This post is mainly about black swallowtails because it's too early for peak monarch season, but let me talk briefly about monarch butterflies anyway. Monarch butterflies need our help! Monarch populations have been declining in recent years for many reasons, most notably loss of habitat. Monarch caterpillars depend on milkweeds for survival as they are the only host plant. Milkweed has a bad rap, I grew up with my grandpas telling me not to spread the seeds because it was just a weed. Now we know how important milkweed is for monarchs and other pollinators. If you have a garden, consider adding some milkweed. You'd be helping to support monarchs and their awesome migration (they fly south to Mexico every fall) which is at risk. If you want to learn more about it, check out Monarch Watch, a great educational site that even has information about free milkweed for schools and organizations. 
Click here for a Monarch lesson from a few years back.
Rethink weeds: Butterfly weed is a milkweed with beautiful flowers that will also host monarch caterpillars.
I've already had a bunch of black swallowtails. Host plants for black swallowtail butterflies include fennel, parsley, dill, and carrots. I started with parsley and dill but now that I have fennel, it seems to be the favorite. Some good choices for easy to grow nectar plants are coneflowers, black-eyed susans, sunflowers, cosmos, and zinnias.
Several stages of the Black Swallowtail caterpillar starting with an egg on the left and ending with a chrysalis on the right.
Black swallowtail caterpillars are really fun to watch because they go through so many changes. Black swallowtail caterpillars have 5 instars, or stages they go through when they shed skin they have outgrown and take on a new appearance. I've been trying to get a photo with a caterpillar at each instar and always seem to be missing one. Above is a sample of all the different stages I had a couple days ago. The two in the middle are in the same instar but the one on the right is a day or two older. On the far right is a chrysalis hanging on a twig. Black swallowtail can pupate into a bright green or a brown chrysalis. Some say it depends on their setting, they may turn the color most likely to camouflage them, but I've had both colors in the exact same setting.
Black Swallowtail caterpillar eggs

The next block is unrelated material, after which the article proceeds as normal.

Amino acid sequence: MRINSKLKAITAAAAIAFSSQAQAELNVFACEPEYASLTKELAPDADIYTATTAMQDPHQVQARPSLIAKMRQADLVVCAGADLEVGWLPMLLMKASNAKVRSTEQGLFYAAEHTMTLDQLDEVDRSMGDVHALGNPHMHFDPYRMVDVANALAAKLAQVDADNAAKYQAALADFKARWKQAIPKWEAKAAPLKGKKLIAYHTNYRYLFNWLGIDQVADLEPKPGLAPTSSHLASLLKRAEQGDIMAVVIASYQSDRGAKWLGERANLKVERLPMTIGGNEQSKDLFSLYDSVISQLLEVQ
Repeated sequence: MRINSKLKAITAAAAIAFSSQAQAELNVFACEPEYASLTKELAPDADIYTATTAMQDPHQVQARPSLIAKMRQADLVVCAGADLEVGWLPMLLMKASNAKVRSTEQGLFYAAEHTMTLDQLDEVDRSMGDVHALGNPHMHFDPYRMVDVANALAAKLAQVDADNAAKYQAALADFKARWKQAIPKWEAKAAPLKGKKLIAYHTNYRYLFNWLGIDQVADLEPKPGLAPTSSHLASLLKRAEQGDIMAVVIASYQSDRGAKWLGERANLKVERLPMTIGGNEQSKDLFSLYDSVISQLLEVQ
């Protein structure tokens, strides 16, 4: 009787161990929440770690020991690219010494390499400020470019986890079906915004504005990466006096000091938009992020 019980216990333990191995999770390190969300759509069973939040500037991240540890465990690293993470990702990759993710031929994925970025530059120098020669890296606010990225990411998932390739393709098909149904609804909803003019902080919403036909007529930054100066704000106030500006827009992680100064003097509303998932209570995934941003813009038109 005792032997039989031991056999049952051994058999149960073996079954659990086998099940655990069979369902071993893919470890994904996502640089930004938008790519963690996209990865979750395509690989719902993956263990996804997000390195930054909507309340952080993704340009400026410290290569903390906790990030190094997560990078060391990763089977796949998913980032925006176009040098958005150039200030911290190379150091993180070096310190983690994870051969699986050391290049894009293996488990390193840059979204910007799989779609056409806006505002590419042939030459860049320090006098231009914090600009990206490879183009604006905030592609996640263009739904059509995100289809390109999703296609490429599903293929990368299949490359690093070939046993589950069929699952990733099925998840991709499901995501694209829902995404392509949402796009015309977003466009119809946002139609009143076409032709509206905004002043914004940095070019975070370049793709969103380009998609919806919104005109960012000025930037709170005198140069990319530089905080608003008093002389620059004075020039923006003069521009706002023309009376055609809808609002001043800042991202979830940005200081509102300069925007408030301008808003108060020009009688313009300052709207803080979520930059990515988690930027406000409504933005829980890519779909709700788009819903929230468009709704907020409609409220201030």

I started paying attention to my fennel and found my first caterpillar egg this year! Since then I've seen females laying eggs (see first photo) and have found several more to bring inside. I found 9 eggs alone this morning just perched on the edge of the fennel. Whenever I try to get a photo of eggs on the fennel outside, it ends up being too windy, so here is a picture taken in my small enclosure inside.
Black Swallowtail caterpillar stretching to enjoy some fennel.
I've brought a few caterpillars inside each year, but never as many as this year! My oldest son is old enough now, 3 1/2, to really appreciate what's going on. He checks on the caterpillars and talks to them all the time. This is a GREAT early science experience. He's been able to see every stage of the butterfly life cycle and can even tell you about the "chrysalis".
Let me tell you something REALLY cool about black swallowtail caterpillars. See that orange blob in the picture? It's called an osmeterium and the caterpillars push it out when they feel threatened. It also releases a scent. I don't think it smells bad, it's just noticeable. You can also see that the caterpillar above has just shed it's skin from the 4th instar (on the stick behind it) and is in the last stage before pupation.
Close up of Black Swallowtail Butterfly wing.
I've always just rigged something up to keep a couple caterpillars in, but this year I wanted to find something larger so I could raise more caterpillars. My grandpa had an old fish tank in his barn so my kind mother cleaned it up for me and it's currently housing my larger caterpillars, including one getting ready to pupate. It will be nice so that the butterflies have a bit more room to move around if I don't happen to be home to release them as soon as they emerge. Did you know that when a butterfly comes out of his/her chrysalis it has "eclosed"? I just learned that word. :)
After some time has passed (usually around 2 weeks) the chrysalis will turn black and you know that the butterfly will eclose soon. When the butterflies emerge, they hang around for a while, pumping fluid into their wings and letting them dry out. Once the wings are totally dry, it is safe to release the butterfly. I let this one go after my kids went to bed because I was afraid of waiting until morning, not having my larger enclosure yet. If a butterfly starts getting agitated and trying to fly away but it's not a good time- bad weather, etc., you can keep them in the dark and they usually chill out.
A Black Swallowtail butterfly at the top of a twig that also holds a chrysalis 
To finish off this post, I'd like to share my Top 5 Reasons to Raise Caterpillars, followed by a plea.
Top 5 Reasons to Raise Caterpillars
  1. Get your kids excited about science.
  2. Observe a miracle of nature.
  3. Photo Opps!
  4. Support pollinators. (butterfly gardens will also support bees and other pollinators)
  5. "Teaching a child not to step on a caterpillar is as valuable to the child as it is to the caterpillar." -Bradley Miller
And now the plea. If you do find a caterpillar and decide to raise it, PLEASE identify it and make sure that you have the correct host plant. You can't get away with just throwing some random leaves in a jar with it and hoping it will make it. Your kids would be really disappointed to wake up to a dead caterpillar. Don't know what kind of caterpillar you have? Check out this FREE Caterpillar Identification Tool from Discover Life!